Ghostly tenants and the duty to disclose

ghosts2Missed getting this up in time for Halloween, but hey, it’s never too late to talk ghosts, vampires, and other such things.

According to the Washington State Bar blog, NW Sidebar, a New York court held in 1991 that the would-be buyer of a house was entitled to rescind the transaction when he learned that the house had a reputation of being haunted — a fact the sellers had not disclosed, despite having publicized the house’s haunting in local news sources and even in Readers’ Digest.

In my opinion, a seller who knows that his house is thought to be haunted — whether or not he believes it, or has ever publicized the place as having supernatural occupants — should disclose it, or risk a suit to rescind the transaction for failure to disclose or for misrepresentation. Standard real estate disclosure forms in most states require disclosure of crimes or deaths the seller knows occurred on the property, and some require disclosure of the seller’s knowledge of registered sex offenders living in the vicinity. I’ve never heard of a Ghost Disclosure form. But many states also require sellers to disclose any material facts about the property, particularly those not obvious on inspection. A ghost or a ghostly reputation may not be (sorry) material in the same way as a boundary dispute or a leaky roof, but it is exactly the sort of thing that could affect a potential buyer’s decision. So, in my opinion, failure to disclose could come back to haunt you.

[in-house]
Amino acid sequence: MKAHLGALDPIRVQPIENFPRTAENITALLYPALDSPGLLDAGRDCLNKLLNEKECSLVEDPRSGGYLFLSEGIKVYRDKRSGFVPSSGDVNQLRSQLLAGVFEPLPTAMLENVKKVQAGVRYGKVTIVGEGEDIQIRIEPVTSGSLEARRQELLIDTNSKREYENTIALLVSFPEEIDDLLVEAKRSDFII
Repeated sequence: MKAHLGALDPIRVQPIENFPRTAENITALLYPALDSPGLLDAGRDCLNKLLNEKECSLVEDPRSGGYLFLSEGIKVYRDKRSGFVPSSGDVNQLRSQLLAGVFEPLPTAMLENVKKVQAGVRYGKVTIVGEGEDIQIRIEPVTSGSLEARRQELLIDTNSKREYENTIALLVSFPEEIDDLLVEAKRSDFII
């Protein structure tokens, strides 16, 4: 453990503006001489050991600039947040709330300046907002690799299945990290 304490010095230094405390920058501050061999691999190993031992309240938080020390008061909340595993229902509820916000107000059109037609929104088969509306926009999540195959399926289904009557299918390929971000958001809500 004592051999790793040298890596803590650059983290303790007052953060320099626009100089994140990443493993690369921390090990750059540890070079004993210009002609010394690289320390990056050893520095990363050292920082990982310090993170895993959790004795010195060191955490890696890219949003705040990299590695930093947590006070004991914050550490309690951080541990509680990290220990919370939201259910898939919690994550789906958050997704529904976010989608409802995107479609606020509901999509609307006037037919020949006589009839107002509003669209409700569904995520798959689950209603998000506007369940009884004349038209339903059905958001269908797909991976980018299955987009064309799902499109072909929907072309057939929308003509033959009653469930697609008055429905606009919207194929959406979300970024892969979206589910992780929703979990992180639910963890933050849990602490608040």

Photo from MorgueFile free photos.